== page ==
Before I started to do my own research on skin care products and their ingredients, I think I would have believed all 9 of the myths listed below. Even after I started to look into this space I was at first skeptical about some of these claims. But the deeper I dug, the more I realized that these really are just myths, and that it’s vital that consumers learn the truth. One organization that I have learned to trust and whose material I frequently consult is the Environmental Working Group or EWG. A more detailed version of the information shown below, with a full list of references cited, can be found here on the EWG’s web site. I encourage you to visit their site and become acquainted with the wealth of information that they have to offer.
Myths on cosmetics safety
Fact – Congress has not granted the Food and Drug Administration any authority to require companies to test cosmetics products for safety. The agency does not review or approve the vast majority of products or ingredients before they go on the market. FDA conducts pre-market reviews only of certain cosmetics color additives and active ingredients that are classified as over-the-counter drugs.
Myth #2 – Companies can’t put chemicals into personal care products without first getting government approval. The government prohibits the use of all dangerous chemicals in personal care products, and even if it didn’t, companies wouldn’t risk using them.
Fact – With the exception of color additives and a few prohibited substances, cosmetics companies may use any ingredient or raw material in their products without government review or approval. Whereas the European Union has banned more than 1,000 ingredients from use in cosmetics, the FDA has only prohibited 8 ingredients.
Myth #3 – The cosmetics industry is effective in policing industry members, making sure that all ingredients used meet a strict standard of safety.
Fact – This myth is actually partially true. Since FDA does little to regulate ingredient safety, it has authorized the cosmetics industry to police itself through its Cosmetics Ingredient Review panel. However, in its more than 30-year history, the industry panel has declared only 11 ingredients or chemical groups to be unsafe, and its recommendations on restricting ingredients are not binding on companies.
Myth #4 – The standard of toxicity is different for cosmetics ingredients than it is for food and drugs. Since cosmetic ingredients are applied to the skin they rarely get into the body. And when they do, the amounts are too low to matter.
Fact – People are exposed to cosmetics ingredients in many ways: breathing in sprays and powders, swallowing chemicals on the lips or hands and, quite significantly, by absorbing them through the skin. In fact, cosmetics frequently contain enhancers that allow ingredients to penetrate deeper into the skin. Tests have found that cosmetics ingredients, many of which are potentially harmful chemicals, are common pollutants in the bodies of men, women and children.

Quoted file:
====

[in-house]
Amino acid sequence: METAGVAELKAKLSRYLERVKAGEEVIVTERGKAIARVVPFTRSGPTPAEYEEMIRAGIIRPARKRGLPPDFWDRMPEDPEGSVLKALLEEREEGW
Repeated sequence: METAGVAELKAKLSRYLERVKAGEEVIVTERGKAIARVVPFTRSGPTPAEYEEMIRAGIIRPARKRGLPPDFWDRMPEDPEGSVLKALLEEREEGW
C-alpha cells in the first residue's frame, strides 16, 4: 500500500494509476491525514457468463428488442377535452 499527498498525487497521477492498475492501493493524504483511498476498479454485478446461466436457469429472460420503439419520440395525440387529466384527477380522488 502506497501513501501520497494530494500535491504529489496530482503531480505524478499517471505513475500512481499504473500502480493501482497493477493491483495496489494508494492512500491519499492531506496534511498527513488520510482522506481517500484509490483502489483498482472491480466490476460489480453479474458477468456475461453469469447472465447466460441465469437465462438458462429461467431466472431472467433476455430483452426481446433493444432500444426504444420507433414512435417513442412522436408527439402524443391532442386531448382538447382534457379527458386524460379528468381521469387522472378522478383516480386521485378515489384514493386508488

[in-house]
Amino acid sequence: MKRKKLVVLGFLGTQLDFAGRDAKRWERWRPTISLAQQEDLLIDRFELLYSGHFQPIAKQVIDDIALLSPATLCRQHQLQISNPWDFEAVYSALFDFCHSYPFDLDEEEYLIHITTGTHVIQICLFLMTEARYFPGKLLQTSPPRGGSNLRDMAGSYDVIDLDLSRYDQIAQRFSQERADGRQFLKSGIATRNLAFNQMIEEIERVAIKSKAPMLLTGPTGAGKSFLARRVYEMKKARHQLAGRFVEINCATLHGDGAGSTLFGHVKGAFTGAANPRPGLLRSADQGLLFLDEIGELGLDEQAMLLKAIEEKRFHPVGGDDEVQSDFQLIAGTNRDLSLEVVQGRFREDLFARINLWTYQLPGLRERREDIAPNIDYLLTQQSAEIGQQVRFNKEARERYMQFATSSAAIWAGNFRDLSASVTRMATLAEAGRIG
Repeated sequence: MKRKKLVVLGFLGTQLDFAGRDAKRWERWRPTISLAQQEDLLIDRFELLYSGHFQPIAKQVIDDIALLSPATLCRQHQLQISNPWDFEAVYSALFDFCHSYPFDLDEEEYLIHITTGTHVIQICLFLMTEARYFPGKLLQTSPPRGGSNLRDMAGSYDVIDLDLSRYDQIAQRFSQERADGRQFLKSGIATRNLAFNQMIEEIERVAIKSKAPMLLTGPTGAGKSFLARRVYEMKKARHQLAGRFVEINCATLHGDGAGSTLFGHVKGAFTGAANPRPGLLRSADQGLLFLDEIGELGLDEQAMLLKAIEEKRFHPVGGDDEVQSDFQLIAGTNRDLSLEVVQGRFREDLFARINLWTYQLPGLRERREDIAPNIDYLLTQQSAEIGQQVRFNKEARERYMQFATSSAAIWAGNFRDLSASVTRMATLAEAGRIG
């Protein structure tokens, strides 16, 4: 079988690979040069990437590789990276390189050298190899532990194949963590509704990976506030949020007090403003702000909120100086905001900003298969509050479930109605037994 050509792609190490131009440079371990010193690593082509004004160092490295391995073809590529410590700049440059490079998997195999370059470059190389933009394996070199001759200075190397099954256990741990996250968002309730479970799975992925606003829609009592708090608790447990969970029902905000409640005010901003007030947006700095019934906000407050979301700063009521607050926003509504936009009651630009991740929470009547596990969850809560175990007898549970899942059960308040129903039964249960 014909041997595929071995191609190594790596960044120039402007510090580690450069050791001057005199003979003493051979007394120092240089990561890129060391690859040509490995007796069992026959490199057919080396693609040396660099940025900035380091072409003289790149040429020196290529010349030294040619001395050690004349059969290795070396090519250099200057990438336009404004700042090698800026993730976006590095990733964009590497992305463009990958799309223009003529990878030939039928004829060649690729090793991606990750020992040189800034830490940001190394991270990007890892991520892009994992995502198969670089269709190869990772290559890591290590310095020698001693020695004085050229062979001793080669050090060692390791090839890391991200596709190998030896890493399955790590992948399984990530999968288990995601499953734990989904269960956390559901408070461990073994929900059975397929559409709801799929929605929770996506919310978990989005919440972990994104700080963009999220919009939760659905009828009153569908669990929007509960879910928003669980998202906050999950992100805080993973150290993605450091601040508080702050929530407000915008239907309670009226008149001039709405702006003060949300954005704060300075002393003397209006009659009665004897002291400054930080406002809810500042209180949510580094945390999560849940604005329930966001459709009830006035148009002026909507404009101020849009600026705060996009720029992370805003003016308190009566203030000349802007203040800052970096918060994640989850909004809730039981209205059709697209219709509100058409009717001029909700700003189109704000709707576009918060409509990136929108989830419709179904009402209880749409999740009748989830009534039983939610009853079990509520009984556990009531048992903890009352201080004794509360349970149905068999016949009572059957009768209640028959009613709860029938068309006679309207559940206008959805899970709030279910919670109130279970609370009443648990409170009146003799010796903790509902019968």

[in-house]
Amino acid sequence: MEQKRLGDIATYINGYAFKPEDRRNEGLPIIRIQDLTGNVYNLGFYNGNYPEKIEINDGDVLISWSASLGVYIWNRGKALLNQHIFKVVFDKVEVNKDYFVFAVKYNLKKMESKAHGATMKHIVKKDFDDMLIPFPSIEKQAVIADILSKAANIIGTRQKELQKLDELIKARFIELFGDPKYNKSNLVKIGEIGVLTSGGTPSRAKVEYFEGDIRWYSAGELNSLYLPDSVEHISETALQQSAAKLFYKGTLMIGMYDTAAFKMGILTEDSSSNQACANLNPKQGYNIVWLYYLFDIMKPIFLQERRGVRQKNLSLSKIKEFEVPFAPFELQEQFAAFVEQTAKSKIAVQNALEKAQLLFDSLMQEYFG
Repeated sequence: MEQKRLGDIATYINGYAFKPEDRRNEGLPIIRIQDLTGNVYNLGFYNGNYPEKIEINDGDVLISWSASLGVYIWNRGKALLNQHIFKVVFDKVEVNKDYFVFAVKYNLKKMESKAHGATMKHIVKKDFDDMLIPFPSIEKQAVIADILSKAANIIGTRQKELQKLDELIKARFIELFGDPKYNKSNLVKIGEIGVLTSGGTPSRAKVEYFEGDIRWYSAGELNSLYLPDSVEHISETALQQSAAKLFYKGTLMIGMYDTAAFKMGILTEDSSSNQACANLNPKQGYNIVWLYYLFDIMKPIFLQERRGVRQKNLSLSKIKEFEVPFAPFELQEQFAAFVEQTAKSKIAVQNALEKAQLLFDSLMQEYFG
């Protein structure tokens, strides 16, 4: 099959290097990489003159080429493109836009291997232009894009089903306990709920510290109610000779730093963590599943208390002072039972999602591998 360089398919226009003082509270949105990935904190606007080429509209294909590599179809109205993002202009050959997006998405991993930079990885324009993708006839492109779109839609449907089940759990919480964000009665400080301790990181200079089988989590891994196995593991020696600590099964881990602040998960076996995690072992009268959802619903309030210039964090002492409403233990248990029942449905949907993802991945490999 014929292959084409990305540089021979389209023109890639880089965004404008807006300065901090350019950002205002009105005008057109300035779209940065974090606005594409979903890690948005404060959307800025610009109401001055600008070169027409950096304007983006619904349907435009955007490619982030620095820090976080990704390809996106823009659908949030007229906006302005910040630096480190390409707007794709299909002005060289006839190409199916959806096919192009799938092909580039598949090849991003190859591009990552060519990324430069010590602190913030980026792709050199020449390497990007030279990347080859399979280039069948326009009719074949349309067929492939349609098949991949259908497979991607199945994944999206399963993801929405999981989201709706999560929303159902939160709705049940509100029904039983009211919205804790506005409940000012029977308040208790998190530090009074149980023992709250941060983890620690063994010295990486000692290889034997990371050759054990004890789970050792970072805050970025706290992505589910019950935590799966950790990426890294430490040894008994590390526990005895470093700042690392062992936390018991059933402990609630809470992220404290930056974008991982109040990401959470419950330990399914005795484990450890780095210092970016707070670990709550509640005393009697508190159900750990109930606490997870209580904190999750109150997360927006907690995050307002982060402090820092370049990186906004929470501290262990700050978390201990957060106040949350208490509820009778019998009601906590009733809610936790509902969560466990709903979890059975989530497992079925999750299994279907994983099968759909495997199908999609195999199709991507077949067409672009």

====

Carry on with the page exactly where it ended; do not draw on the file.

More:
Myth #5 – Products made for children or bearing claims like “hypoallergenic” are safer choices.
Fact – Most cosmetic marketing claims are unregulated, and companies are rarely, if ever, required to back them up, even for children’s products. The FDA says descriptions such as “hypoallergenic” or “natural” can “mean anything or nothing at all,” and while most of these terms “have considerable market value in promoting cosmetic products to consumers… dermatologists say they have very little medical meaning” .
Myth #6 – Natural and organic products are always safer.
Fact – Products labeled natural or organic often contain synthetic chemicals, and even truly natural or organic ingredients are not necessarily risk-free. Products labeled “organic” or “natural” can and often do contain petrochemicals, and those certified as organic can contain as little as 10 percent organic ingredients by weight or volume. FDA did try to establish an official definition for the term “natural,” but this initiative was overturned in court.
Myth #7 – FDA promptly recalls any product that injures people.
Fact – FDA has no authority to require recalls of harmful cosmetics. Furthermore, manufacturers are not required to report cosmetics-related injuries to the agency. FDA relies on companies to report injuries voluntarily.
Myth #8 – Consumers can read ingredient labels and avoid products with hazardous chemicals.
Fact – Even if we consumers could recognize all of the listed chemical ingredients (which most of us can’t!), federal law allows companies to leave some chemical ingredients off their product labels, including those considered to be trade secrets, components of fragrance and nano-materials. As I indicated in my earlier blog posting, the word “Fragrance” may cover any number of the industry’s 3,100 stock chemicals, none of which is required to be listed on labels. Tests of fragrance ingredients have found an average of 14 hidden compounds per formulation, including ingredients linked to hormone disruption and sperm damage.
Myth #9 – Cosmetics safety is a concern for women only.
Fact – An EWG 2004 consumer survey showed that while on average women use 12 personal care products daily, men use an average of six a day, exposing themselves to more than 80 unique ingredients.